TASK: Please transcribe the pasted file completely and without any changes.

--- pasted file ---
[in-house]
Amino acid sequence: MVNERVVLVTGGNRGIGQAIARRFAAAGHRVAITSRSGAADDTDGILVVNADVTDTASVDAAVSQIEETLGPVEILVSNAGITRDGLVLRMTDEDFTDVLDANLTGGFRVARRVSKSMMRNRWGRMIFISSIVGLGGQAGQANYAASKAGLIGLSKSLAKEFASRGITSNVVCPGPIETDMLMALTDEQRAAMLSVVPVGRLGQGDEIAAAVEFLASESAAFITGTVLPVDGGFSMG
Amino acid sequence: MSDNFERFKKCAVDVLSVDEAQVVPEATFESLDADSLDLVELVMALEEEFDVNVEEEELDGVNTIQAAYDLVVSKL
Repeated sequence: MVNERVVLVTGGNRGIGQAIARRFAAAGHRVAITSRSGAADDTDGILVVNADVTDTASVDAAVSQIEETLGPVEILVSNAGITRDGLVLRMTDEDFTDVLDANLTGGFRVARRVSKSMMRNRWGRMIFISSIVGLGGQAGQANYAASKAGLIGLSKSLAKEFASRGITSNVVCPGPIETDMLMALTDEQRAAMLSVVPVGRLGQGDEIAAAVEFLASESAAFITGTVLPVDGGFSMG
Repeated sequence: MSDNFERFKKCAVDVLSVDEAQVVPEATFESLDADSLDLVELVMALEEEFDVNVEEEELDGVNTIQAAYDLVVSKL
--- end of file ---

[in-house]
Amino acid sequence: MVNERVVLVTGGNRGIGQAIARRFAAAGHRVAITSRSGAADDTDGILVVNADVTDTASVDAAVSQIEETLGPVEILVSNAGITRDGLVLRMTDEDFTDVLDANLTGGFRVARRVSKSMMRNRWGRMIFISSIVGLGGQAGQANYAASKAGLIGLSKSLAKEFASRGITSNVVCPGPIETDMLMALTDEQRAAMLSVVPVGRLGQGDEIAAAVEFLASESAAFITGTVLPVDGGFSMG
Amino acid sequence: MSDNFERFKKCAVDVLSVDEAQVVPEATFESLDADSLDLVELVMALEEEFDVNVEEEELDGVNTIQAAYDLVVSKL
Repeated sequence: MVNERVVLVTGGNRGIGQAIARRFAAAGHRVAITSRSGAADDTDGILVVNADVTDTASVDAAVSQIEETLGPVEILVSNAGITRDGLVLRMTDEDFTDVLDANLTGGFRVARRVSKSMMRNRWGRMIFISSIVGLGGQAGQANYAASKAGLIGLSKSLAKEFASRGITSNVVCPGPIETDMLMALTDEQRAAMLSVVPVGRLGQGDEIAAAVEFLASESAAFITGTVLPVDGGFSMG
Repeated sequence: MSDNFERFKKCAVDVLSVDEAQVVPEATFESLDADSLDLVELVMALEEEFDVNVEEEELDGVNTIQAAYDLVVSKL